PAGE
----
The fight against opioid use disorder (OUD) is about to get a new tool that will make it easier for physicians in hospitals to review risky controlled substances history of patients presenting in the emergency department.
MHA, through its Substance Use Disorder Prevention and Treatment Task Force, partnered with Collective Medical in 2017 to bring hospitals and other providers onto the Collective EDie platform (formerly known as PreManage ED). Through Collective EDie, when a patient arrives at a hospital ED, their past prescription history along with other data such as recent hospital utilization may trigger an alert that will show up on the emergency department’s tracking board.
This alert is triggered based on pre-set risk criteria such as frequency of prescriptions or prescribers, and would pull fill data directly from the state’s prescription monitoring system (PMP) that shows where and how often a patient has been getting prescriptions. Some patients, of course, require painkillers and other opioids; but other patients with OUD “shop” for the drugs through visits to multiple hospital EDs. In the past, a physician could check the PMP but there would not be an automatic alert from Collective EDie providing detailed data to the physician for those patients where risk could be occurring.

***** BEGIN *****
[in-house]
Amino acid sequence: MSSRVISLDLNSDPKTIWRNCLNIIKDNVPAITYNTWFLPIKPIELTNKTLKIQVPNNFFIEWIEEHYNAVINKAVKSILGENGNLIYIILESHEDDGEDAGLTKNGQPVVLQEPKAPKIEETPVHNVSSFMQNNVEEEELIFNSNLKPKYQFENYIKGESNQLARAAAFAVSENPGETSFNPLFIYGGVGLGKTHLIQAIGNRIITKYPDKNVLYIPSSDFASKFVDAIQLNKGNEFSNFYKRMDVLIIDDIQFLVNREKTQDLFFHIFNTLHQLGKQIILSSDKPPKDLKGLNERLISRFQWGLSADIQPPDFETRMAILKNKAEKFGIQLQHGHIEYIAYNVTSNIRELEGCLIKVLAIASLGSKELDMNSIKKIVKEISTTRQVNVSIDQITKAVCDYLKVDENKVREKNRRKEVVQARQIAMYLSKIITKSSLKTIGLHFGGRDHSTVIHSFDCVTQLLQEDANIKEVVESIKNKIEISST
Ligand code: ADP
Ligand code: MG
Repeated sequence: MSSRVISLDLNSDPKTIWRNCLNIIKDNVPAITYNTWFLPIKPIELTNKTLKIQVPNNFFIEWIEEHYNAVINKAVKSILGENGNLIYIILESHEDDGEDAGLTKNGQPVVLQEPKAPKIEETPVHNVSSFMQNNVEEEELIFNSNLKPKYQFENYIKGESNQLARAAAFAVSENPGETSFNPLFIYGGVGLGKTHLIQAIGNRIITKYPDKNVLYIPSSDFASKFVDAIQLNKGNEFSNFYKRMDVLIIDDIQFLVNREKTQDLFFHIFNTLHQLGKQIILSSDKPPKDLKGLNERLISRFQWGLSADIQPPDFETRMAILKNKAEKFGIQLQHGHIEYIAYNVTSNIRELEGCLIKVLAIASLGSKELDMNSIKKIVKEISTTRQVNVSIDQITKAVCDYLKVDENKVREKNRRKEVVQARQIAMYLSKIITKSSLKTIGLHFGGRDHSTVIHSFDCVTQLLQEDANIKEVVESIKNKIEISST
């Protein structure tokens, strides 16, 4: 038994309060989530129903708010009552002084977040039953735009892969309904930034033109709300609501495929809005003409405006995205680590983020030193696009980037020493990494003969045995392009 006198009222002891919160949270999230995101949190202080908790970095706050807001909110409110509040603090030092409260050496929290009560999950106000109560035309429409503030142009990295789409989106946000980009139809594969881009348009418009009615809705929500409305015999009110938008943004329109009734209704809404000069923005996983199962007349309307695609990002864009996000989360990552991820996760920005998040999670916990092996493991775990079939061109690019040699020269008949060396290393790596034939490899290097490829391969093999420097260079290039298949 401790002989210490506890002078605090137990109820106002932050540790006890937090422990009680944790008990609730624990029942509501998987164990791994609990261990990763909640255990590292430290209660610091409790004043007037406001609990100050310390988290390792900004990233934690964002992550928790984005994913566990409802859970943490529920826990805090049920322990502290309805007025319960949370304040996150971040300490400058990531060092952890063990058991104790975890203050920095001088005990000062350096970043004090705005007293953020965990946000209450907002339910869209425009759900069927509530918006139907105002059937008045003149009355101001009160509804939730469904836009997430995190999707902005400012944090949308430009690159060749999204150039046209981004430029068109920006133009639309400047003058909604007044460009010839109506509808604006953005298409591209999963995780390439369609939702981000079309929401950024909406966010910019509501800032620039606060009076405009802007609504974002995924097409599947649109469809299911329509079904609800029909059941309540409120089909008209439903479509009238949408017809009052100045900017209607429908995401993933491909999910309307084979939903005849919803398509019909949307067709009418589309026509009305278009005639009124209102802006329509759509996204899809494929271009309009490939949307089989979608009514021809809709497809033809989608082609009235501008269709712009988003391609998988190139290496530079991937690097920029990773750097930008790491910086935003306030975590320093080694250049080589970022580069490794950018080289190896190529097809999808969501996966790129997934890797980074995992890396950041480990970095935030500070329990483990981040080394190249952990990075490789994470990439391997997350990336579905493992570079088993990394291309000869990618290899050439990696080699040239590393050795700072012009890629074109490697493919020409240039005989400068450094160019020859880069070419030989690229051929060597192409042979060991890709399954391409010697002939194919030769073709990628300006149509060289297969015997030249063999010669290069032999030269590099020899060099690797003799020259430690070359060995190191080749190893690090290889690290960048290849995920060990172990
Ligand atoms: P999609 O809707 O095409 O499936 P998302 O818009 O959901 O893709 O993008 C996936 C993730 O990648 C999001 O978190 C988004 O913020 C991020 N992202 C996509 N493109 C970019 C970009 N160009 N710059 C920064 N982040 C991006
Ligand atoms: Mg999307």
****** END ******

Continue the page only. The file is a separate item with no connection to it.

Nearly all hospitals in the commonwealth are in the Collective EDie network and can use it as part of the tools they employ in providing care. When a patient registers in any participating ED, Collective EDie is alerted and queries data repositories to identify in real time whether the patient meets any pre-defined criteria. If risk is identified, Collective EDie will automatically push a notification to the ED. These notifications are designed to give the ED provider a quick-to-read, easy-to-digest, integrated clinical snapshot of the presenting patient, including a summary of identified risks (e.g., security, opioid), critical clinical information (e.g., recent ED or inpatient encounters, existence of ED care recommendations from other providers), and important care coordination information (e.g., other members of the patient’s care team, existence of an existing pain contract for the patient). The new drug-tracking alert system is expected to go live by year’s end. DPH is encouraging hospitals to complete an application
to begin the integration process soon, selecting “CMT (Collective Medical Technologies)” as their Primary Software Vendor under Technical Information. Note that only hospitals that have fully integrated Collective EDie into their EMRs will be able to use this functionality.